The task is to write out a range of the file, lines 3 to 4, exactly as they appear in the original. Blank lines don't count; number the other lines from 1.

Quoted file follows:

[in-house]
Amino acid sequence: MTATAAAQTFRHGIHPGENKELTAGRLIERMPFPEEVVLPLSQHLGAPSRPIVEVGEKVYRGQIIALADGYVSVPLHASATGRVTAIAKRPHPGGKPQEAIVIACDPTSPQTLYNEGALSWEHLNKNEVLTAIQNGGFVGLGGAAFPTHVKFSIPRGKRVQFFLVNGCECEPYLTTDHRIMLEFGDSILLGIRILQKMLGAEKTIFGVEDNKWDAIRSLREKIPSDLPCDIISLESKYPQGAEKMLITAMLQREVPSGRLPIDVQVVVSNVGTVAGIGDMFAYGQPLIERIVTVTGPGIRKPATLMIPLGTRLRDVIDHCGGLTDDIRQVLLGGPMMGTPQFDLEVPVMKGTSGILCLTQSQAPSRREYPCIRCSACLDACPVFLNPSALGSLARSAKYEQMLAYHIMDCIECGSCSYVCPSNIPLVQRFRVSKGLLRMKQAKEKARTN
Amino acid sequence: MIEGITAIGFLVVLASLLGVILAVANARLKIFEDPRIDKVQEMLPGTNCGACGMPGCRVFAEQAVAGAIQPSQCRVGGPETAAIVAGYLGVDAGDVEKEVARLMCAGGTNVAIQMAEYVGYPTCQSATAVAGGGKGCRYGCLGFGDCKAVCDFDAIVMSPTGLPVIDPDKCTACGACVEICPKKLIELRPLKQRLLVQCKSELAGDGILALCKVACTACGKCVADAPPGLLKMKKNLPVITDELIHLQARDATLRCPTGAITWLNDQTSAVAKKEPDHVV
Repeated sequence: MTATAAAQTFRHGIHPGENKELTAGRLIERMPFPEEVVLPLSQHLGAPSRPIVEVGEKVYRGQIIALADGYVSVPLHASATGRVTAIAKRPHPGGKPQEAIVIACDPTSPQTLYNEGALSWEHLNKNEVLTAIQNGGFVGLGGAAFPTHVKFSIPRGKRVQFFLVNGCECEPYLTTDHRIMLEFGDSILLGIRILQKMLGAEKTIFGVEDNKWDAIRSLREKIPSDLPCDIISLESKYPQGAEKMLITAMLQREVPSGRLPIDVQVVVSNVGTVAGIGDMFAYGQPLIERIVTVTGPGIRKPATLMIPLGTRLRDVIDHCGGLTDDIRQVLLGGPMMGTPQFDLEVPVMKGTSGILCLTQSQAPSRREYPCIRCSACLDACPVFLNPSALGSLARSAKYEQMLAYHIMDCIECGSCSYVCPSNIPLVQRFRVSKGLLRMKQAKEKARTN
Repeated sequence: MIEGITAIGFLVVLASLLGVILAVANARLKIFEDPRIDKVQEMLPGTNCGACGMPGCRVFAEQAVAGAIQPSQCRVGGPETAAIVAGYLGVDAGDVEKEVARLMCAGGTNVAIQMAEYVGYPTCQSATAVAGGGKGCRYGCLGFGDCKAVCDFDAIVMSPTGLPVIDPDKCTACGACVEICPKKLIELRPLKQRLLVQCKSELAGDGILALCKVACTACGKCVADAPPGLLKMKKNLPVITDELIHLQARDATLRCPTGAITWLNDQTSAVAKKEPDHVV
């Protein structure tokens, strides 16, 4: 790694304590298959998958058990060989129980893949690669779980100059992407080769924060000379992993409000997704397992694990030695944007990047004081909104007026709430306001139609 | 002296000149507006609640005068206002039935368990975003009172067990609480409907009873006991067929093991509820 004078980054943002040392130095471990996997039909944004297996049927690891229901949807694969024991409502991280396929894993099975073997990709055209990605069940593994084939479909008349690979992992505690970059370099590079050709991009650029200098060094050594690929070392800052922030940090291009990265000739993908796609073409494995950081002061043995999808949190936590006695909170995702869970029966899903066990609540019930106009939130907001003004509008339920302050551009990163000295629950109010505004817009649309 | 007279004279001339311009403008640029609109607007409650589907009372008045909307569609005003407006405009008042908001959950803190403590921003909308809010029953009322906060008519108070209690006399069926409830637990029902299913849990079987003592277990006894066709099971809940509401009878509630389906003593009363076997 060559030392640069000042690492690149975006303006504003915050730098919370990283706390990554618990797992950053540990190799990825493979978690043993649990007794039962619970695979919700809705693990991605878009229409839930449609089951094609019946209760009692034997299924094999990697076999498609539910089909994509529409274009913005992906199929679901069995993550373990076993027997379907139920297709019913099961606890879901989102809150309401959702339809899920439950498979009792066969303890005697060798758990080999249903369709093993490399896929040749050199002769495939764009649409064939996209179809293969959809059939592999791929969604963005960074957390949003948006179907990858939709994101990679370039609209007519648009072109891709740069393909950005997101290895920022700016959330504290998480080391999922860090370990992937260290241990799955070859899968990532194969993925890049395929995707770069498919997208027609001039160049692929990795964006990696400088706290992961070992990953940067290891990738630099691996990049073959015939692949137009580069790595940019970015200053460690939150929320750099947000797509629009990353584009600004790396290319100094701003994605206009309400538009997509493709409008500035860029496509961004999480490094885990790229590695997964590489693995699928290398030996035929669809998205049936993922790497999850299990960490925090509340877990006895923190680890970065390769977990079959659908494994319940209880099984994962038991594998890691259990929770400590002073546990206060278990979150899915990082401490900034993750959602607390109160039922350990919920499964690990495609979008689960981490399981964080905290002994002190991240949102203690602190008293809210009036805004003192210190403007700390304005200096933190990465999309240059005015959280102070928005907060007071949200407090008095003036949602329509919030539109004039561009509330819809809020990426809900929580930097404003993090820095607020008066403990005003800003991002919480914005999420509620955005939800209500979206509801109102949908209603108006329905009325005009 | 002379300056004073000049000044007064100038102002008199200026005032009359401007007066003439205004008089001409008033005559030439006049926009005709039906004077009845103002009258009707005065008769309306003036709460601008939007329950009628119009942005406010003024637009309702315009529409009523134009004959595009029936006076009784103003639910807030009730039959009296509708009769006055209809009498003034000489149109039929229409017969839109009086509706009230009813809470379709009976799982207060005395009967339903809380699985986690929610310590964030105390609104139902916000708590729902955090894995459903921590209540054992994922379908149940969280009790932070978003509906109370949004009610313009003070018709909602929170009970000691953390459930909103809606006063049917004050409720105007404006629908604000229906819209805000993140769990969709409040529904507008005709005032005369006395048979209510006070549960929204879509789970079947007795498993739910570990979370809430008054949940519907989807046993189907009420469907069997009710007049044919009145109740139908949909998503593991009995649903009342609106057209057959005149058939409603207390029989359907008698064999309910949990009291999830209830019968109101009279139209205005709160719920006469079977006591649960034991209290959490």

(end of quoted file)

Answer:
Amino acid sequence: MIEGITAIGFLVVLASLLGVILAVANARLKIFEDPRIDKVQEMLPGTNCGACGMPGCRVFAEQAVAGAIQPSQCRVGGPETAAIVAGYLGVDAGDVEKEVARLMCAGGTNVAIQMAEYVGYPTCQSATAVAGGGKGCRYGCLGFGDCKAVCDFDAIVMSPTGLPVIDPDKCTACGACVEICPKKLIELRPLKQRLLVQCKSELAGDGILALCKVACTACGKCVADAPPGLLKMKKNLPVITDELIHLQARDATLRCPTGAITWLNDQTSAVAKKEPDHVV
Repeated sequence: MTATAAAQTFRHGIHPGENKELTAGRLIERMPFPEEVVLPLSQHLGAPSRPIVEVGEKVYRGQIIALADGYVSVPLHASATGRVTAIAKRPHPGGKPQEAIVIACDPTSPQTLYNEGALSWEHLNKNEVLTAIQNGGFVGLGGAAFPTHVKFSIPRGKRVQFFLVNGCECEPYLTTDHRIMLEFGDSILLGIRILQKMLGAEKTIFGVEDNKWDAIRSLREKIPSDLPCDIISLESKYPQGAEKMLITAMLQREVPSGRLPIDVQVVVSNVGTVAGIGDMFAYGQPLIERIVTVTGPGIRKPATLMIPLGTRLRDVIDHCGGLTDDIRQVLLGGPMMGTPQFDLEVPVMKGTSGILCLTQSQAPSRREYPCIRCSACLDACPVFLNPSALGSLARSAKYEQMLAYHIMDCIECGSCSYVCPSNIPLVQRFRVSKGLLRMKQAKEKARTN